Valais has a wonderful collection of wines, far richer in diversity than most wine-growing regions in the world. One of the real jewels among them is Petite Arvine, a wine which has a surprisingly salty finish. A friend who was translating a wine text recently asked me, “That can’t be right, can it? it’s not exactly what I look for in wine!”
We’re not talking about a tequila-style lacing of salt, but a pleasant hint of saltiness that rounds off the taste in your mouth as you set down your glass. It’s a very refreshing wine, partly for this reason.
This weekend, with the season’s asparagus at its best – the two are rightly considered a good marriage – we sampled two excellent but very different Petite Arvines.
Chateau Lichten 2008, Rouvinez winery
The first is from the Rouvinez winery, one of the largest in Valais, based in Sierre. Chateau Lichten 2008 is made from grapes that grow around the small white castle of the same name above Leuk, clearly visible as the train pulls out of the Leuk station, heading for Brig. This is simply a beautiful wine, evocative of the Alps with a strong mineral touch. It is one of the drier versions of this wine, with grapefruit but also subtle notes of wisteria. If you aren’t sure what wisteria smells like, you can find it at low altitudes in protected corners: it’s that beautiful flowering climber, typically pink, that adds charm to old farmhouses.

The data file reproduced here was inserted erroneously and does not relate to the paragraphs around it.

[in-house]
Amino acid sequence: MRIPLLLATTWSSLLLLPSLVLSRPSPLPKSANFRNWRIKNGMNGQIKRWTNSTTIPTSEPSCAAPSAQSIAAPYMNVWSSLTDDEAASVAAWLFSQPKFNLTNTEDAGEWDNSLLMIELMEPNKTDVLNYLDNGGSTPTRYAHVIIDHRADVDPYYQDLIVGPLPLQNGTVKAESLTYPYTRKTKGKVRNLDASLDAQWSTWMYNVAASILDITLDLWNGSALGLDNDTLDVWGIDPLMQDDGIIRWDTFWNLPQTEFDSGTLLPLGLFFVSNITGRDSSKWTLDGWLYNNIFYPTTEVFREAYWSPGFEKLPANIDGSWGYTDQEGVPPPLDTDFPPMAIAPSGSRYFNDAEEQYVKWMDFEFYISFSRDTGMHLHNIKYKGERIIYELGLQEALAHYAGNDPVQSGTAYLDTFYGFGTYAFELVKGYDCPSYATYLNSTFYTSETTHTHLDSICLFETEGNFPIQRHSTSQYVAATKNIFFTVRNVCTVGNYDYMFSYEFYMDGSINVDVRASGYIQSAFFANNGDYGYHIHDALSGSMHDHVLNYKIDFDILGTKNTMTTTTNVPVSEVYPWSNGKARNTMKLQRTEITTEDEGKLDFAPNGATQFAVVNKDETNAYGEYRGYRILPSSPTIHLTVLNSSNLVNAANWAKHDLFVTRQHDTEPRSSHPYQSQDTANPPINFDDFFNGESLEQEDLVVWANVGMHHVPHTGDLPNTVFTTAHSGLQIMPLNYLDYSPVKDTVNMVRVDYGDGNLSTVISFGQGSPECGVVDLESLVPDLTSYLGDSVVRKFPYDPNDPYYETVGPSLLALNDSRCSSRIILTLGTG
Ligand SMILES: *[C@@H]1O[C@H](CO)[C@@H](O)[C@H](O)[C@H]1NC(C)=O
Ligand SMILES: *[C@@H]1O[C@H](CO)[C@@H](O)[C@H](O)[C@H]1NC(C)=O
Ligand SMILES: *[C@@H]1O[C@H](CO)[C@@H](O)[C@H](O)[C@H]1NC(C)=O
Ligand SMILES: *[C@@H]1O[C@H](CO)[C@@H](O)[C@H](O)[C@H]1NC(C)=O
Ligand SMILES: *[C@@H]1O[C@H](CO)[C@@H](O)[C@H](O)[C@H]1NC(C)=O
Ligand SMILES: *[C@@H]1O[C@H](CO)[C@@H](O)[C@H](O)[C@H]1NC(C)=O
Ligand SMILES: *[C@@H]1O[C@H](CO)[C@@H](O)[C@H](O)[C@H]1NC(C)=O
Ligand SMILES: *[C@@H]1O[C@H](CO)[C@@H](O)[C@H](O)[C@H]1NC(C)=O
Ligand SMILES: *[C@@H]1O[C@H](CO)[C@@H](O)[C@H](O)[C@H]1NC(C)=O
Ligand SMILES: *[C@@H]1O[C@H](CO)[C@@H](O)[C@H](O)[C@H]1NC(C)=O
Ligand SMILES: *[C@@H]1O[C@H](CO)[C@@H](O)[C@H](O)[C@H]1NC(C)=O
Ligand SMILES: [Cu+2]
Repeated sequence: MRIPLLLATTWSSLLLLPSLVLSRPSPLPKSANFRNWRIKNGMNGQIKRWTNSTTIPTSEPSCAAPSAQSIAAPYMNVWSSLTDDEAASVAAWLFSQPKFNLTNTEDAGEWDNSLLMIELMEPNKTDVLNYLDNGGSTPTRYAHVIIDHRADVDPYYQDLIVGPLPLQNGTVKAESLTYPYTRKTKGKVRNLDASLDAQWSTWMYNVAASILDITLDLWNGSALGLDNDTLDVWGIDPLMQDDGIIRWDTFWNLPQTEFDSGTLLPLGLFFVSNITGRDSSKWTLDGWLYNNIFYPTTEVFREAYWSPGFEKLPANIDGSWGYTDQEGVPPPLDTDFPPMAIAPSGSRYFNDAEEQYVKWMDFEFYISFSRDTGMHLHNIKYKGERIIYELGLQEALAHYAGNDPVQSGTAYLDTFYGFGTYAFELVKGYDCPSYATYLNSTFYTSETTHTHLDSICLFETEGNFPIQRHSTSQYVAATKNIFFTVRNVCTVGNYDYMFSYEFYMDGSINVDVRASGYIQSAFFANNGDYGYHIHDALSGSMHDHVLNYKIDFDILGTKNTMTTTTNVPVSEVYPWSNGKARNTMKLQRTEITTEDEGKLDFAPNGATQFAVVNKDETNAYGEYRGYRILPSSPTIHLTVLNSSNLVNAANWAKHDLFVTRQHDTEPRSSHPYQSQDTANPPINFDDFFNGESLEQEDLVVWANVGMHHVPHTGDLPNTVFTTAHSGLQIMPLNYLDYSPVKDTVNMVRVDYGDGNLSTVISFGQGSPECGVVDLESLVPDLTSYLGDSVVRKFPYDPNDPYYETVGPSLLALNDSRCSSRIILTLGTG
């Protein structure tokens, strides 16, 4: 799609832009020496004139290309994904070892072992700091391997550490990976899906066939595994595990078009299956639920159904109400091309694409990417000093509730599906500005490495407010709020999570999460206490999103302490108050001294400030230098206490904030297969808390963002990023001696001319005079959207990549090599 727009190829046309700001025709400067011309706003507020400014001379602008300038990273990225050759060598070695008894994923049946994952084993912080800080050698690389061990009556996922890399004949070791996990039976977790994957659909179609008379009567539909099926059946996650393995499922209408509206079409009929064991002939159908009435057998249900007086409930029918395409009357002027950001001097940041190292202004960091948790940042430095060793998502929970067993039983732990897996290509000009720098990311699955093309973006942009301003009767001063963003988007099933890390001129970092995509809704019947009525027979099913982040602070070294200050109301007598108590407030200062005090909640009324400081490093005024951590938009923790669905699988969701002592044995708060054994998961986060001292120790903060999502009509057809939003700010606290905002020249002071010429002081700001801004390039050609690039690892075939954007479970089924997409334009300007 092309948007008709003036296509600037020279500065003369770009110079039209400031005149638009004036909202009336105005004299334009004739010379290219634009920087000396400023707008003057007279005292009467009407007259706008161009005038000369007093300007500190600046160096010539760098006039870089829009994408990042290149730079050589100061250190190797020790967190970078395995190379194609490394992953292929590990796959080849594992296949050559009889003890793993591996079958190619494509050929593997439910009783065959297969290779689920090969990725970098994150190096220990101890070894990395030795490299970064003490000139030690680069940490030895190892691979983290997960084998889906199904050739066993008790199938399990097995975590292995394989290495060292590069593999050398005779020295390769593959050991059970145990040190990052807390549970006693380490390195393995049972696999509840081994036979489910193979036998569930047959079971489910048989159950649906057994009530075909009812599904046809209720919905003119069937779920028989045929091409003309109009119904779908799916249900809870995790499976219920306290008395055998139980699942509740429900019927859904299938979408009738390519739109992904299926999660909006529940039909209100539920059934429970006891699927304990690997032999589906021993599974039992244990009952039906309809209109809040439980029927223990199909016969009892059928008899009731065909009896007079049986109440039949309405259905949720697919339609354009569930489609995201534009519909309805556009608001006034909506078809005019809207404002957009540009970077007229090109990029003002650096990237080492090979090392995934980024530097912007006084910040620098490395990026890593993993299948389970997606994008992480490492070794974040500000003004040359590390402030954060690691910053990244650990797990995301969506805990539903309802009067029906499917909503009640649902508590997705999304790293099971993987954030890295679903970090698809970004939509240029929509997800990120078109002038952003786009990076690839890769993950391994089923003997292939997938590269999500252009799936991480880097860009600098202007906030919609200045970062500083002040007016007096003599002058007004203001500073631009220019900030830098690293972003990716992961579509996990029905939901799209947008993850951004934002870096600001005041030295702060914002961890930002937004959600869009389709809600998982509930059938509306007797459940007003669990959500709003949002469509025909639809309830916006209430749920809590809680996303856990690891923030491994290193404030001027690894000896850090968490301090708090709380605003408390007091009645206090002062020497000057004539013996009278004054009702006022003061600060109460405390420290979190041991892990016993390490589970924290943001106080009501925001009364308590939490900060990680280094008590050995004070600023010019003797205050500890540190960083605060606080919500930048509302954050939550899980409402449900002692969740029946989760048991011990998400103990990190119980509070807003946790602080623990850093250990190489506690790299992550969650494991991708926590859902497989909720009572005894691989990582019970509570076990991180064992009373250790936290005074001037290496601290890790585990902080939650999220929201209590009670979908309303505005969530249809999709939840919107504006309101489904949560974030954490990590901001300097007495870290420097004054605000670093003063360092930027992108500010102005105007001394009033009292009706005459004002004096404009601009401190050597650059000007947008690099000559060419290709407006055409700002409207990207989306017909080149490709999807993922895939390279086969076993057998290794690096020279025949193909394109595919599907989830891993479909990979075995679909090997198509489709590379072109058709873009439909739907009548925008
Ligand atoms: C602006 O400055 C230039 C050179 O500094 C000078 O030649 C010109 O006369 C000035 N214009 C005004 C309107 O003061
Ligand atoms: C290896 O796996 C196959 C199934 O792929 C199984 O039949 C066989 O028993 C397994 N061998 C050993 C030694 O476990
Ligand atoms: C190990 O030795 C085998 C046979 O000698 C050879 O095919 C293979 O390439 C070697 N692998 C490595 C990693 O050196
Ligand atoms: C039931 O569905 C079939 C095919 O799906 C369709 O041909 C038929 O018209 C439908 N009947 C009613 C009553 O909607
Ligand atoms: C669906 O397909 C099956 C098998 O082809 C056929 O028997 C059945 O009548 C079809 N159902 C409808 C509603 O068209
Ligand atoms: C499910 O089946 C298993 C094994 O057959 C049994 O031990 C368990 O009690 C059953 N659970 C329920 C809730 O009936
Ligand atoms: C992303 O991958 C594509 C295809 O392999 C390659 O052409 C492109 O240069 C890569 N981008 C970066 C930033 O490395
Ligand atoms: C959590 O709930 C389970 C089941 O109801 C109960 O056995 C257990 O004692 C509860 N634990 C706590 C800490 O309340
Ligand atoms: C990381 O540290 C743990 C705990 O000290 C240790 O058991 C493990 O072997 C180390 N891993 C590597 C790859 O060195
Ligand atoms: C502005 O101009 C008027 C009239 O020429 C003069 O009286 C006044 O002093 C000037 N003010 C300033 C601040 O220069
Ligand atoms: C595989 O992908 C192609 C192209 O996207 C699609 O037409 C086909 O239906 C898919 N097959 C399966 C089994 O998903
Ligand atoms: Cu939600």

This is a wine I like on its own as an aperitif, but it also worked well with our simple recipe for asparagus, served warm with a dressing of freshly cut herbs marinated in olive oil and quince vinegar. It is also a good partner for seafood, shellfish and roast chicken. Not surprisingly, it won a silver medal at the Paris Vinalies major wine competition and the Guide Hachette 2010 lists it. Price: CHF23.50, can be ordered online
Gerard Dorsaz, Petite Arvine de Fully, 2009
The second wine is an elegant Petite Arvine from Fully, made by Gerard Dorsaz, one of my favourite winemakers in Valais. He produces excellent wines that benefit from the fact that he is passionate about nature.
His vineyards are beautiful to visit because he works so closely with Mother Nature. During a hike in his vineyards, part of a tasting visit to the cellar last summer, I stood high above the village of Fully and soaked up the Alpine peaks view, the sun, the delightful scent of serpolet (wild) thyme that he plants between the rows of vines, and realized that all of this ends up in the bottle. It’s part of what makes a terroir.
This wine was bottled just weeks ago and will benefit from sitting a bit longer, but even now its appeal is clear. You don’t have to be a specialist to pick out the nose of rhubarb before you drink it, so the honey that comes after is startling and very pleasant – this is truly an interesting wine. Don’t confuse this with a high sugar content: this is not a sweet wine, and it’s fun to see how you can have honey in your mouth without cloying sweetness! His dry Petite Arvine has good acidity. He also makes a mi-flétrie, or semi-sweet Petite Arvine that works well with foie gras.
I found this worked less well with our vinegar and oil dressed asparagus than the drier version, but it would be nice with a richer sauce over the vegetable. Price: CHF22 for the dry version and CHF23 for the mi-flétrie. Can be ordered online.
Note: both wineries are participating in the Valais open house days 13-15 May.